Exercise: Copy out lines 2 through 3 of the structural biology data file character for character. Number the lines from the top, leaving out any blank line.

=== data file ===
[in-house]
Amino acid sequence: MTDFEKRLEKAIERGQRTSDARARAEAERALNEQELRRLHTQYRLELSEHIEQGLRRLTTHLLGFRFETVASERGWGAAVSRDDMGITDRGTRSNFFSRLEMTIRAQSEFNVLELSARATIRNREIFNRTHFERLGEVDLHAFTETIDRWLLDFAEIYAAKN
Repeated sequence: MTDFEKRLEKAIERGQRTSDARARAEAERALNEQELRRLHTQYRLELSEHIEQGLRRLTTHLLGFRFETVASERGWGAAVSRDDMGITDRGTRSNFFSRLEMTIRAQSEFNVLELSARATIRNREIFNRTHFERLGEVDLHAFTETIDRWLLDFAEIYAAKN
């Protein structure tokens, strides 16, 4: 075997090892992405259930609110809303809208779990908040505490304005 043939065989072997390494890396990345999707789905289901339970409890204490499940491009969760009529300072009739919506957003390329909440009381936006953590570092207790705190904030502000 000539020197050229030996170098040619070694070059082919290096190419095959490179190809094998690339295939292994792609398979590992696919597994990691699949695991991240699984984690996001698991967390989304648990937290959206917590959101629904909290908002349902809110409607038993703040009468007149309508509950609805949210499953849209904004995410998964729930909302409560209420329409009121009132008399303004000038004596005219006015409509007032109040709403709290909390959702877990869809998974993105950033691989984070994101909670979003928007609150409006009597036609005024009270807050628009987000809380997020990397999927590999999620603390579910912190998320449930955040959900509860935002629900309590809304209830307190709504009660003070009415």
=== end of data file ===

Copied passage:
Amino acid sequence: MTDFEKRLEKAIERGQRTSDARARAEAERALNEQELRRLHTQYRLELSEHIEQGLRRLTTHLLGFRFETVASERGWGAAVSRDDMGITDRGTRSNFFSRLEMTIRAQSEFNVLELSARATIRNREIFNRTHFERLGEVDLHAFTETIDRWLLDFAEIYAAKN
Repeated sequence: MTDFEKRLEKAIERGQRTSDARARAEAERALNEQELRRLHTQYRLELSEHIEQGLRRLTTHLLGFRFETVASERGWGAAVSRDDMGITDRGTRSNFFSRLEMTIRAQSEFNVLELSARATIRNREIFNRTHFERLGEVDLHAFTETIDRWLLDFAEIYAAKN